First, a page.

Post by Doc Post by Steven Douglas Post by Doc
Doesn't matter if you read my posts or not. And it doesn't matter if your
version of history is more palatable to you than what actually happened.
Ignoring the long, dreary manipulations of a criminal administration, and
simply state that Democrats dropped the ball alone, is to invite anyone with
I didn't say they dropped the ball. Their actions were quite
Here we fucking go with your slippery shit again. You laid the blame for not
supporting, following through, squarely, solely on the Democrats.
That's right. The Democrats, with strong majorities in Congress, cut
off funding for South Vietnam. Meanwhile, North Vietnam was continuing
to be funded by the USSR and China. Some people say we should not have
funded South Vietnam, yet these same people never say the USSR and
China should not have funded North Vietnam. I've never understood that
Post by Doc
The assumption is that if Republicans had been in a majority
they'd gone against the grain of a society sick and tired of the Viet Nam
fiasco, which was a war we never needed to enter to protect our security.
Our government made an agreement with South Vietnam to continue to
fund them, and then the Democratic majority in Congress broke that
Post by Doc
You must be unable to imagine how it was around 1975, junior, when one
terribly manipulative criminal executive administration had just left
office, and its unpopular VP handed a withering end of a ragged, long
All Ford wanted to do was uphold our agreement to fund South Vietnam.
Our troops were already home. No one was talking about returning
troops to Vietnam (note the correct spelling of Vietnam, viola). It
was a matter of funding South Vietnam while North Vietnam was being
funded by its allies. But the Democratically controlled Congress
refused to uphold our agreement, and they had enough votes to override
a potential veto.
Post by Doc
At that time, the nation was just starting to emerge from a horrid energy
crisis and a deep recession.
I know precisely, as you do, asshole, why you choose to edit out the other
significant part of the political and social milieu of events you desire to
have the naive buy your tainted version of history.
What have I edited out? Show me. You keep telling me I'm wrong, but
you don't give any specifics.
Post by Doc
Since you claim to be a JFK fan, you must be reminded he had set into motion
the withdrawal from Nam shortly before his murder. JFK got smart, and knew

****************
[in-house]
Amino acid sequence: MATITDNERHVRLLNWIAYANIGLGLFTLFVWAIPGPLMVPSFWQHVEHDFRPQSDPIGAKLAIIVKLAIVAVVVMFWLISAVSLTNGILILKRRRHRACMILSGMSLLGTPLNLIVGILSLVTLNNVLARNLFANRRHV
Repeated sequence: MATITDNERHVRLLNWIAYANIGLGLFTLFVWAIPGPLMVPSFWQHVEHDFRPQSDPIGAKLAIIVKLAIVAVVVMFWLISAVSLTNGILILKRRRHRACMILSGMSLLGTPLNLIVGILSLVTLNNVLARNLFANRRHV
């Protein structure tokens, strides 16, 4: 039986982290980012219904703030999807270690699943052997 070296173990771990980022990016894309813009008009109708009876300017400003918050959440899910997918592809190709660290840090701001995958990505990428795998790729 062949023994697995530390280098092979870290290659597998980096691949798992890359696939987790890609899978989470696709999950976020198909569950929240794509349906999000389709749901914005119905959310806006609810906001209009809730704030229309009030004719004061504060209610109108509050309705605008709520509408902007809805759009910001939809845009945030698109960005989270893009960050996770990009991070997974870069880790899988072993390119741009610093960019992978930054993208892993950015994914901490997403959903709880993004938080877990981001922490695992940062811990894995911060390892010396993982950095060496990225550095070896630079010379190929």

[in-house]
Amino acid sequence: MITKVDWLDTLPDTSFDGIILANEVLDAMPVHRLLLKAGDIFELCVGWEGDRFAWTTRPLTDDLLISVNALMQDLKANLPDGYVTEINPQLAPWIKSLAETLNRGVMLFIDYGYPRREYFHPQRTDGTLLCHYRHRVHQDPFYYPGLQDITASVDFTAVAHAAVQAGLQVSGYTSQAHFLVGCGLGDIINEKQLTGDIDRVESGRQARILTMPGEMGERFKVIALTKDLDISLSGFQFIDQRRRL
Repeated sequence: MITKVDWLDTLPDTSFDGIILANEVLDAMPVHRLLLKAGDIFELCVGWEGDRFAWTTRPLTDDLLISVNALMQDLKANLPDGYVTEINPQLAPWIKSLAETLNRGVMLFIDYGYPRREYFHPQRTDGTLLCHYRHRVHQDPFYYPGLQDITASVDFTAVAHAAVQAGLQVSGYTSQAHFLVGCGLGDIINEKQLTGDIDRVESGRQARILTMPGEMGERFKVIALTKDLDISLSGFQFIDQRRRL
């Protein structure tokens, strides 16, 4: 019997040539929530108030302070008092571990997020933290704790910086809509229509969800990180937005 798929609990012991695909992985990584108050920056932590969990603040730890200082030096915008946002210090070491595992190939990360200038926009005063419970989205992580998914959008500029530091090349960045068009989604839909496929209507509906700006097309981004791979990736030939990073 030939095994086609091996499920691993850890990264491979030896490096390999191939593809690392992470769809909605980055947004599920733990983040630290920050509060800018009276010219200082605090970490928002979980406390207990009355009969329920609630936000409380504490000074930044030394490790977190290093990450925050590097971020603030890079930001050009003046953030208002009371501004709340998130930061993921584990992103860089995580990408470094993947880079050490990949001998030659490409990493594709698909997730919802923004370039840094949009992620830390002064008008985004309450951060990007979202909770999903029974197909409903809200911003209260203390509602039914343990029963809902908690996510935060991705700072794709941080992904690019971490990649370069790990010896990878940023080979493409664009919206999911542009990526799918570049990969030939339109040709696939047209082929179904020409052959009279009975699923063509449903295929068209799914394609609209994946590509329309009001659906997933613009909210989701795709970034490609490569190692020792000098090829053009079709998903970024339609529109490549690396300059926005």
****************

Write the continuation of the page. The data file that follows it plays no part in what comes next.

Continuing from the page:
it was a quicksand quagmire. Perhaps you should take a clue from his
There are no documents to back up what you just wrote. It's a
*fanciful* speculation by leftists like you, based on nothing of
substance. However, after watching the way the Democrats gave it all
away in 1975, I wish Kennedy or Johnson actually had withdrawn our
involvement before it really got started.
Post by Doc
I'm at a loss to rationalize what you think such biased horseshit you spew
will accomplish, except to further stain your pissed warfaring pants, which
have already dropped to your wobbly knees in anticipation of another status
quo/elitist rear ram job.
Go peddle your ultra rightwing ol' wares to someone as gullible and
delusional as you.
I'm a center-right moderate, Doc. You're the ultra-extremist with some
of your views. This country is solidly center-right, and I'm right in
the middle of it. Have you seen the Gallup polls that show 40% of
Americans call themselves conservative? Another 40% are moderate, and
20% are liberal. But you'll be happy to know that those who call
themselves "strongly liberal" comprise 5% of Americans. That's you,
Doc. You're right there in that 5% fringe.
Here's something for you to think about, because I'm sure it goes
against everything you believe about the direction of this country's
[quoting] Despite the results of the 2008 presidential election,
Americans, by a 2-to-1 margin, say their political views in recent
years have become more conservative rather than more liberal, 39% to
18%, with 42% saying they have not changed. While independents and
Democrats most often say their views haven't changed, more members of